Ever wondered how the pirates lived, how they avoided some troubles, or what they did to stay alive?
Well, the truth is that in as much as the pirates are known to be bloodthirsty and very aggressive, they tried as much as they could to avoid some engagements. So, to keep their interests safe and to stay alive, while keeping the enemy ships in one piece, they devised a safe approach – the use of the pirate flags.
What this means is that in as much as the pirates are known to be feisty and ready to charge, they still had to look for smart ways of scaring away their opponents, albeit safely, and without any resistance. So, even with all the spooky stores about the bloodthirsty state of the pirates, the pirates still employed the use of flags to keep away attacks and to scare the resistance. There are different types of pirate flags used to convey different messages, specifically to scare opponents. In this article, we’ll take a look at the meanings of the symbols of the pirate flags.
5 Kinds Pirate Symbols And Meanings
- Pirate skull
Also known as the Jolly Roger, the pirate skull is the primary symbol of recognizing the pirates. The pirate skull was designed to look rather intimidating and to easily conjure panic and fear. The classic pirate skull was produced in red and in black, with crossed bones and a large skeleton head. It was also the most famous pirate flag for captains. This flag was popular in the 1710s, and it was used by several pirate captains, from Edward England and John Taylor to Black Sam Bellamy.
Over the years, the Jolly Roger has been the most recognized symbol of the pirate flags. The flag symbolized danger and was used to send warnings to the opponents. Over the years, the pirate sign has been used as an avatar for most people like rockstars and hackers, which is why you could see images of the pirate skull on vehicles, as well as the markings for dangerous zones, for example, the minefields.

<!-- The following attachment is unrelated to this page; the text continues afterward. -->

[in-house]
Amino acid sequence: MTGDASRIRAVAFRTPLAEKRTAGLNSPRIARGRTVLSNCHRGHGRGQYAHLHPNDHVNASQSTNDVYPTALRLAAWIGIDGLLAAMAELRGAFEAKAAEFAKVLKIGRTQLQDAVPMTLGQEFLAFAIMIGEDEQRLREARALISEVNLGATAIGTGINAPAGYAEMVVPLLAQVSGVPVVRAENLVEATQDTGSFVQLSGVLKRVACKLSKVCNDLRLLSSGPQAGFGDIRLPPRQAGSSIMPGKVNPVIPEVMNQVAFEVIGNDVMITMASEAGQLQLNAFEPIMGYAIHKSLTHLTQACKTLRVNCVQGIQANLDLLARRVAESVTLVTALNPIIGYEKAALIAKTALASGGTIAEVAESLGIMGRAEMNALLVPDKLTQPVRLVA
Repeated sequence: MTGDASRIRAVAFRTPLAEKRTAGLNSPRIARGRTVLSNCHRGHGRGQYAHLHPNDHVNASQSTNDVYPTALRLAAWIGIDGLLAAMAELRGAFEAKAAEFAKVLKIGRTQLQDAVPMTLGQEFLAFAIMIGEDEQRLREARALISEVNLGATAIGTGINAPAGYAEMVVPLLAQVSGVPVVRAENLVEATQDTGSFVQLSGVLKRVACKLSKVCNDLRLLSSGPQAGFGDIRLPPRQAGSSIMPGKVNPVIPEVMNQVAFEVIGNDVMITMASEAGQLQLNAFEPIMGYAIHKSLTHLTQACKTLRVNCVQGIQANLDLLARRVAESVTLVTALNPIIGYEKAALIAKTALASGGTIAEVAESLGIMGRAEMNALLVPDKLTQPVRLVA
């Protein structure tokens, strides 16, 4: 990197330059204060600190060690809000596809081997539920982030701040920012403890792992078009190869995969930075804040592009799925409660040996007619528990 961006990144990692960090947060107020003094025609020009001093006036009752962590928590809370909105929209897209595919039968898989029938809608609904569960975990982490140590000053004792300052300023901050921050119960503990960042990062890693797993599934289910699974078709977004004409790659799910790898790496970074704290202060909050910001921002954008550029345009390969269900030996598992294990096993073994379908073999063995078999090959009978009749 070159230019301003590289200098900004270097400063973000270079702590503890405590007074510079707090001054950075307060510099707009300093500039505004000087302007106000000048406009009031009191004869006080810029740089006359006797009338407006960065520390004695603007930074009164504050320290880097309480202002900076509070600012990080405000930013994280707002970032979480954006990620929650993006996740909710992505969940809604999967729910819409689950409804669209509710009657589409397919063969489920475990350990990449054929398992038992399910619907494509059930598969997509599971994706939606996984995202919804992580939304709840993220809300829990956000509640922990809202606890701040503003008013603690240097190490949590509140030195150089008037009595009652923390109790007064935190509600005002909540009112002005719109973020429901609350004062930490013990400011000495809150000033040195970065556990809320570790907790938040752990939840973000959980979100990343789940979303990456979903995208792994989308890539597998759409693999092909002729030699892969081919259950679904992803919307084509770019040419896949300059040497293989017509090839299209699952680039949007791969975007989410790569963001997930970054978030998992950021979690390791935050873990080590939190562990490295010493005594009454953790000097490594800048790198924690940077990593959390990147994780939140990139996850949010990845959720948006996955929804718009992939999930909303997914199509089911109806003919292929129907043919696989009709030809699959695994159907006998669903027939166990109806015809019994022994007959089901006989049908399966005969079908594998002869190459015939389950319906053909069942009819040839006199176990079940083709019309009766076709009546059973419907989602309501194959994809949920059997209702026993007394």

But why Jolly Roger? Well, it is believed to be a term derived from the French phrase, Joli Rouge, meaning beautiful red; it represents the French privateer’s flag. The red Jolly Roger flags would be used by the buccaneers and the privateers, and it meant that there would be no quarters given – this loosely translates to no prisoners are to be spared; once a ship was captured. Afterward, the Joli rouge would be altered and referred to as the Jolly Roger, specifically by the English sailors.
There is an alternative story, though, one that is about Ali Raja, a fearsome leader for a group of renowned pirates from Asia. The pirate captain was known as “The King of the Sea,” and then the English Pirates would anglicize the pirate name to Jolly Roger to suit their purpose.
Lastly, there is a myth that says that the Jolly Roger was derived from the name Old Roger, a British term for the Devil. And since the 17th century, Jolly Roger has been known as the black pirate flag. Also to note is that in a much as the first Jolly Rogers date back to 1650, it wasn’t until the Golden Age of Piracy that these flags were flown; with the first of these flags flown by the renowned Bartholomew Rogers along with Francis Spriggs.
- Corsair ships
One of the things that stands out from the golden ages has got to be the French Corsairs. The corsairs are the privates who were authorized to conduct raids using their ships on the nations that were at war with France and on behalf of the French Crown. The vessels, along with the cargo that was seized, would be sold at auctions, and the Corsair captains would receive a portion of the proceeds collected.